There are two reasons this book won’t get rated like I would normally do. First of all, it’s not about vampires. Secondly, once I got past the cliched characters that I wanted to strangle…this was actually a pretty good book, and I can’t mock it properly.

I mean, I knew I’d hate most of the characters when I read, within the first few pages, that Phoebe, the primary protagonist, had long black hair, wore all black clothes and purple lipstick, and listened to lame goth bands…and Disturbed, one of the worst bands EVER. Her best friend, Margi, was marginally more tolerable, mostly because I liked her big boobs. Then of course, the huge football player, Adam, who’s known Phoebe since grade school and is secretly in love with her, and just learned to control his physical power. This causes problems with his ex-best friend, Pete, who is a big idiot.

I liked the dead kids, because they were something new. I suppose this it what it would have been like if I had read the first teen vampire books when it came out, but the differently biotic (zombie is impolite!) kids were sort of fascinating. I never would have thought what it would have been like to be undead, or live among them.

But what I enjoyed about this book was what was left after all the characters are extracted. It’s a book about prejudice. The people subject to that prejudice are on a quest to show the world they aren’t all that different. The few that befriend the different are outcast. There are sacrifices and casualties. And really, everyone else just makes fun because they’re scared.

It’s like real life, but with more zombies.

The sequel is set to come out next month. While it isn’t particularly high on my priority list, I’ll definitely make it a point to read it.


Jessica’s Guide to Dating on the Dark Side

by Beth Fantaskey

Plot Synopsis: Nerdy 17-year-old high school senior Jessica Packwood pretty much hates all things ridiculous. She hides the fact that her biological parents (she is adopted) died because they were studying vampires. (It should be noted that her adoptive parents are crazy hippies, which I actually quite enjoyed.) One day, a Romanian dude (Lucius Vladescu) shows up, and tells her she is in fact a vampire princess, he is a vampire prince, and that after her 18th birthday they are to be wed in order to prevent a vampire war in their native country. Oh noes!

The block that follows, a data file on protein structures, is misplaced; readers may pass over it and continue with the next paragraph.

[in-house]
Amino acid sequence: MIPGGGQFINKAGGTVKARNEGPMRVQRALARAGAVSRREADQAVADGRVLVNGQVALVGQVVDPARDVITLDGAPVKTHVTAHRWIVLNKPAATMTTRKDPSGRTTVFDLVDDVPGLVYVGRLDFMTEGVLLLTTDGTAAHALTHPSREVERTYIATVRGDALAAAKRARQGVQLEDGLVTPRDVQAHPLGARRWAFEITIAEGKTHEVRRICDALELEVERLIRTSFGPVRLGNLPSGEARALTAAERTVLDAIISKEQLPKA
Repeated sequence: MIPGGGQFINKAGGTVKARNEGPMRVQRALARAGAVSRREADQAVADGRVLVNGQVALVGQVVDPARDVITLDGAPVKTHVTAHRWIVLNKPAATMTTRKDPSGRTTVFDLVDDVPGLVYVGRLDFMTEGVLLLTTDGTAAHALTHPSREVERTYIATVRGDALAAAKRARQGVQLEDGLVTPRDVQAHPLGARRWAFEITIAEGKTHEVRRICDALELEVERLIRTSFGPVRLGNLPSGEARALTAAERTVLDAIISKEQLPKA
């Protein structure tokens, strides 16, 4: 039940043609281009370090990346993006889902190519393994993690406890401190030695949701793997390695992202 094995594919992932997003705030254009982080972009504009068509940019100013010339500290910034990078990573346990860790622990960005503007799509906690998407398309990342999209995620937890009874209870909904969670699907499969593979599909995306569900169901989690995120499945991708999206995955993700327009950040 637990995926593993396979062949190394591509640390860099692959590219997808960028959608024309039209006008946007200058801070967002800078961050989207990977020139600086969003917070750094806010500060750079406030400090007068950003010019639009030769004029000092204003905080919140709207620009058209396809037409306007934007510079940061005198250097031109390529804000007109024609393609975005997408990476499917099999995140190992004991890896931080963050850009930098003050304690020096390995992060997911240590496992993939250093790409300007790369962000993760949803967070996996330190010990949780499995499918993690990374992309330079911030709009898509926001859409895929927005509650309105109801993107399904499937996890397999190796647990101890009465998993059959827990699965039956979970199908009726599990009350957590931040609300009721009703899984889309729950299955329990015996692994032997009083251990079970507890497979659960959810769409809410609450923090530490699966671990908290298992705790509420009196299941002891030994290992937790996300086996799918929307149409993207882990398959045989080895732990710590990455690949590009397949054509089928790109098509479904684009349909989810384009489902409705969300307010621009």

Vampire Lore: 3
The vampires were from Romania, which you rarely see these days, so I liked that. He drank blood, so that tradition stayed. However, I found it odd that in this world, vampire females don’t get their fangs until bitten by a male vampire. And that fangs pretty much act as erections for dudes. (Seriously. Whenever they get aroused, their fangs come out to play.) Also, Fantaskey completely throws the fact that vampires can’t be in the sunlight right out the window, by having Lucius say that it’s just a myth. Though I guess throwing out attributes of vampires cemented in the 19th century is totally acceptable if you have a master’s degree in journalism.

Love/Sex/Romance: 3
This book had a lot of almost-sex and making out, but no intercourse. I did like that in this world, vampire sex isn’t a big deal, and that blood sharing is more intimate. Less emphasis on sex in teen novels is good by me.

Fights: 1
Lucius’s vampire uncle beats him. Human style. With fists. I read about fist fights in any book.

Entertainment Value: 2
The momentum of the story was doing well, but I became really uninterested after Jessica came to terms with the fact that she was, in fact, a vampire. I finished it on the night I started it only because my boyfriend was playing Fallout 3 and I was bored.

Characters: 3
Nothing special; pretty cliche.

Writing: 2
It wasn’t anything I didn’t expect from a teen vampire romance, until the last few chapters. About 50 or so pages from the end, her best friend thinks she’s weird and she humiliates her sort-of boyfriend, so they don’t talk to her anymore. She doesn’t participate in graduation, but after hearing some news about Lucius (he’s back in Romania by this point) she gets on a plane with her vampire uncle within hours and goes off to her kingdom. Some drama happens, she gets bitten…and that’s it. What happened to the friends, they never reconciled? And her parents are not mentioned ONCE in that entire block of time. Way to give your loved ones a heart attack.

Overall, if you actually enjoy teen vampire novels, you’ll probably enjoy this. If you have three or four hours with nothing to do and you DON’T enjoy teen vampire novels, go play Fallout 3. Dogmeat is waiting for you!